Wohoo, I didn’t work this weekend! This recipe is adapted from Peter Reinhardt’s excellent book, “The Bread Baker’s Apprentice.”
- 1/2 t instant yeast
- 2 C unbleached flour
- 1 1/4 C water at room temperature
- 1/2 t instant yeast
- 1 3/4 C unbleached flouir
- 1 t kosher salt
- 1 T honey
- Semolina (to dust the parchment)
- Kosher salt
- Poppy seeds
- Sesame seeds
- Cinnamon + sugar
- Cheddar or asiago cheese
- Make the sponge: stir the yeast into the flour. Add the water and stir until it forms a sticky batter. Cover with plastic wrap and let sit at room temperature for two hours.
- Make the dough: to the sponge, add the other ingredients. Mix at low speed until it forms a stiff ball. Everything should be hydrated and the ball should be minimally sticky. You can control.
- Spray a thin layer of oil on parchment paper. I regretted neglecting this step later on.
Divide into four-ounce pieces. It’s easiest to make a “bagel shape” by rolling it into a ball, then squishing the center out with your thumb. Rotate it around until you have a relatively even thickness. Mist the tops with oil, cover with plastic rap, and let it sit about an hour.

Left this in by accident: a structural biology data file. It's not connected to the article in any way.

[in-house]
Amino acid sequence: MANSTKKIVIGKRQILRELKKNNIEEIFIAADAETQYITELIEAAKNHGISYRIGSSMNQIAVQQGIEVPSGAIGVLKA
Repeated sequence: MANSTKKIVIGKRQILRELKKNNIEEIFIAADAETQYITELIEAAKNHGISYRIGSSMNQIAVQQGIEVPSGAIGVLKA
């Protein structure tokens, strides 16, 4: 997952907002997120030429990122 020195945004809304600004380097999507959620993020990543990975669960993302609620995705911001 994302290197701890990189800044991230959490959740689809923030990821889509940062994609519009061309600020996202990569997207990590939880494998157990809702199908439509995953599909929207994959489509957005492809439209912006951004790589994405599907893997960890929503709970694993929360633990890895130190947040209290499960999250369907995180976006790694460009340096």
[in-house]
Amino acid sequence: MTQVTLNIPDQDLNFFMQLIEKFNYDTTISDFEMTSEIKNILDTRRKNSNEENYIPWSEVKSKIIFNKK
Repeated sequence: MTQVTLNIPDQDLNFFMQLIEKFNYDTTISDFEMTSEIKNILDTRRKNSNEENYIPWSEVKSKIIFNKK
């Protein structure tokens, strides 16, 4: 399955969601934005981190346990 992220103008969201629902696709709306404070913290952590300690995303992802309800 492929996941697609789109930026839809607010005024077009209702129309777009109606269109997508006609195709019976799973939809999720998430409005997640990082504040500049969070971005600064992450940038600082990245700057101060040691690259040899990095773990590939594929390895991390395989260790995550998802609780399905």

- Put in the refrigerator overnight.
The next day, add 2T of baking soda (because I cannot tell a lye) to a dutch oven full of water and bring to a boil. The alkalininity of the baking soda will help the texture.
Preheat the oven to 500°F. This would be a good time to dust the parchment paper with semolina and pull out your selection of toppings.
Remove the sheet of bagels from the fridge. Add two or three to the rapidly boiling water – you want plenty of space between them. Cook 1 1/2 minutes then flip it over. Cook another 1 1/2 minutes.
They’ll “fluff up” a bit when you finally pull them out.
Set on the semolina-lined parchment (you did do this, right?).
Cover with toppings of your choice. I went with poppies and salt, sesames and salt, and cinnamon and sugar. Afterwards, I wished I tried an asiago bagel. Or cheddar.
When you have a whole panful, put in the oven. Cook five minutes.
Rotate the pan, reduce heat to 450°F, and cook another five minutes.
Let cool 15 minutes on a rack before serving.
I also roasted coffee beans last night and will be documenting that this week.
That’s funny, ’cause I’m a pastry chef, and on my days off, I sit in front of the computer!
Yum! Where’s mine? 🙂
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